This is my sixth winter living in Belgium.
It definitely was not the plan to spend so many seasons here! Even I’m not certain how I got here. One season at a time?
Of one thing, I am certain, I’ve had ample opportunity to discover the pros and cons of being a Belgium-based American cyclo-crosser.
- It’s the Motherland (Pro)
In the U.S., explaining my esoteric sport to a non-cyclist is painful: “I race off-road and yes, the tires are knobby, but no, it’s not a mountain bike. It’s a bike more suited for the road, but I race it in the mud, and there are these barriers…..”
In Belgium, on a training ride, I once had an elderly woman scream, “Veldrijden, veldrijden!” at me. (Dutch lesson one: “veldrijden” is cyclo-cross in Dutch.) This captures the difference in “cyclo-cross fluency” between America and Belgium!
Of course, the courses are, to overuse a term, iconic. Nothing compares to dropping into de kuil at Zonhoven, selecting lines at slippery, technical Namur with its Citadel backdrop, or finishing the Koppenberg as fans bang the boards.
- It’s Convenient and Affordable (Pro)
I know, I’ve totally lost you here.
Consider: for a single very long plane ride, I can base myself within a two hours drive of the most demanding, prestigious, cyclo-cross courses in the world. Several years ago, my mechanics and I stayed in a family home the night before Koksijde, in part because of the “long” 90-minute drive.
I build my bikes once and leave them built for three months…convenience.
The cost of living in Belgium is reasonable. Luxury items: bikes, bike parts, computers, packaged foods, razors, and dental floss are expensive. However, essentials: basic healthy food, soap, tampons, and health care are cheap, or “goedkoop” in Dutch.
And did I mention that there are no entry fees? In fact, sometimes I even get a start contract, although those have been less common since COVID.
Fellow American riders are often surprised to learn that race entries are free, but it’s a very different revenue structure. General admission gate fees run €12 to 20 (depending on the event’s prestige) with VIP tickets in the hundreds. Fans also spend on concessions! The quantity of beer, frites, burgers, AND MORE BEER is astonishing, as demonstrated by the empty cups and inebriated fans. Even in the COVID years without a live audience, television revenues helped keep races afloat.
We don’t pay to race because we are the entertainment.
- We are the Entertainment (Neutral)
Honestly, in the last two COVID years, I’ve almost forgotten what it’s like to have fans at races.
Did I miss them? Some of them.
Part of what makes cycling unique among professional sports is fan access to riders. The athlete parking areas with our vans, campers, and tents are open to fans. The famous riders’ “camps” are surrounded by custom team safety tape. The riders stay cloistered in their campers when not on the bike.
Fans’ access makes for some really fun and some less fun exchanges. There are kids or “uber fans” seeking rider cards and sometimes you meet a cyclocross devotee who is fun to chat with. Other times, cigarette smoke wafts through your warmup, as men stare at you and run their hands over your bikes in the rack.
Family is a part of a Belgian ‘cross in a way we simply cannot imagine in the United States. Think about it: Have you seen Ceylin del Carmen Alvarado’s mom on GCN? What about Annemarie Worst’s mom? Do you remember Lucinda Brand’s dad botching her bike handoff at 2019 Worlds? These are not cute anomalies, but the rule. Belgian/Dutch cross is totally dependent on families.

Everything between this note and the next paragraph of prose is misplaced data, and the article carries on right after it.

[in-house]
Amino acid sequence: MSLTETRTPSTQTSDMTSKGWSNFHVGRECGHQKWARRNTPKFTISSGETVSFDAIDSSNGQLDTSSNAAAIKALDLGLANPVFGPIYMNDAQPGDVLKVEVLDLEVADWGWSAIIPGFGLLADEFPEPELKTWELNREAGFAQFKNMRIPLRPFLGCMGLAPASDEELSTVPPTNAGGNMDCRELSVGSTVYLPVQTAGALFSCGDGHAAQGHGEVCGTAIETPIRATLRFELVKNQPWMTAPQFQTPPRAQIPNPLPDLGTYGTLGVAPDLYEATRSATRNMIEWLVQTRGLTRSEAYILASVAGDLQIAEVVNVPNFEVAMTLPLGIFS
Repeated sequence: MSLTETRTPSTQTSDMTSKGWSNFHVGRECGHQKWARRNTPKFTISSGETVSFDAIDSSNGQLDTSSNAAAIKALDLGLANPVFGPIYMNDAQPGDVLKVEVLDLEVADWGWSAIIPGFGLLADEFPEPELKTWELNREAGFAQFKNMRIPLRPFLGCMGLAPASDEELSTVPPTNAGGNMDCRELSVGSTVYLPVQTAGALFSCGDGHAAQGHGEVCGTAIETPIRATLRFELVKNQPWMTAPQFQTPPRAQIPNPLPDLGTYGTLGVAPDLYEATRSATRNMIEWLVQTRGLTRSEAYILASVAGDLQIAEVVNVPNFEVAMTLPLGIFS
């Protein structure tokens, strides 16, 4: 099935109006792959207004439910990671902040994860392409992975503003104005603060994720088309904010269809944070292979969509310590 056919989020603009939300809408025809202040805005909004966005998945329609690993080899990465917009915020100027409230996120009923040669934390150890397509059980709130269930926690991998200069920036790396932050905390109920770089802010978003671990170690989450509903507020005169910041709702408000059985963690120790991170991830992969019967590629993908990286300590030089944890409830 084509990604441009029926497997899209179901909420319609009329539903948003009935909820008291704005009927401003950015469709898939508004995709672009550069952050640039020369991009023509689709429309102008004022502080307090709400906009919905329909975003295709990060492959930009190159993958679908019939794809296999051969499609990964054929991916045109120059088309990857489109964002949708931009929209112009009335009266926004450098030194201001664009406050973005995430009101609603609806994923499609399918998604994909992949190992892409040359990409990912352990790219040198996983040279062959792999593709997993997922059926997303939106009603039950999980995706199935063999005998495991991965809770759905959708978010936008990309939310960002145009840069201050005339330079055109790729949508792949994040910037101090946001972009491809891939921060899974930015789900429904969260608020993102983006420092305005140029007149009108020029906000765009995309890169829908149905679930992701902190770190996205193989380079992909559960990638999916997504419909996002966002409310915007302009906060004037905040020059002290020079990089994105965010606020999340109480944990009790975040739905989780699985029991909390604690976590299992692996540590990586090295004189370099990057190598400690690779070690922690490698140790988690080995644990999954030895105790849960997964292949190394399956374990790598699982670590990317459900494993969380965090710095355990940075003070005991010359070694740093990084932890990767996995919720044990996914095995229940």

It starts young. Youth racing is a family affair. At children’s races, dads work the pits and moms act as soigneers. This parental involvement extends to the highest level. Even pros’ dads drive camper vans and work the pits. Don’t be misled by the team jackets, the majority of staff is family.
To a large extent, I find the parental involvement charming. In fact, there are definitely moments when I want a Belgian mum! Most Saturday and Sunday evenings, I stand out in the dark cold, hosing off my kit before bringing it in to wash. A modest problem, I know, but this familial support is actually part of the Dutch and Belgian success. They have campers, seemingly infinite bikes and wheelsets, family support, and most of all: they are at home!
Spending winters living and racing in Belgium is the most wonderful thing in my world 363 days a year. However, on day 364 and 365, I pack my things, leave my husband and dog, and it feels like my heart is being pulled from my chest.
There are other moments along the way. Sometimes I watch a teammate hug her partner and I get all teary. And lesser moments, too: When the Americans come over for Kerstperiode, they bring SO MUCH STUFF. I am jealous to discover they have TWO sets of jeans AND they brought maple syrup!
We all make life choices (and I have made great ones!), but homesickness is part of the equation. We talk about jet lag, the weather, and culture shock, but the unavoidable truth is that the Belgians and Dutch are home, and we are not. At the end of the day, sleeping in one’s own bed is performance enhancing!
It’s a bit different for me. I’m American, but my cyclo-cross support network is European.
My first season in Belgium, I left behind a U.S. team and coach that wasn’t working for me. Unintentionally, my trip here became a severing of ties. Meanwhile, my Belgian mechanics became true friends and supporters.
Elle Anderson once said to me, something like: “I don’t feel like I am an American racing here anymore. This is where I live.” Elle lived here year-round and married a Belgian, so I can’t begin to claim her experience.
However, as with Elle, there came a point when the balance shifted. I have done more Belgian seasons than US Cyclo-cross Nationals. This place, for all its pros and cons, is my cyclo-cross home.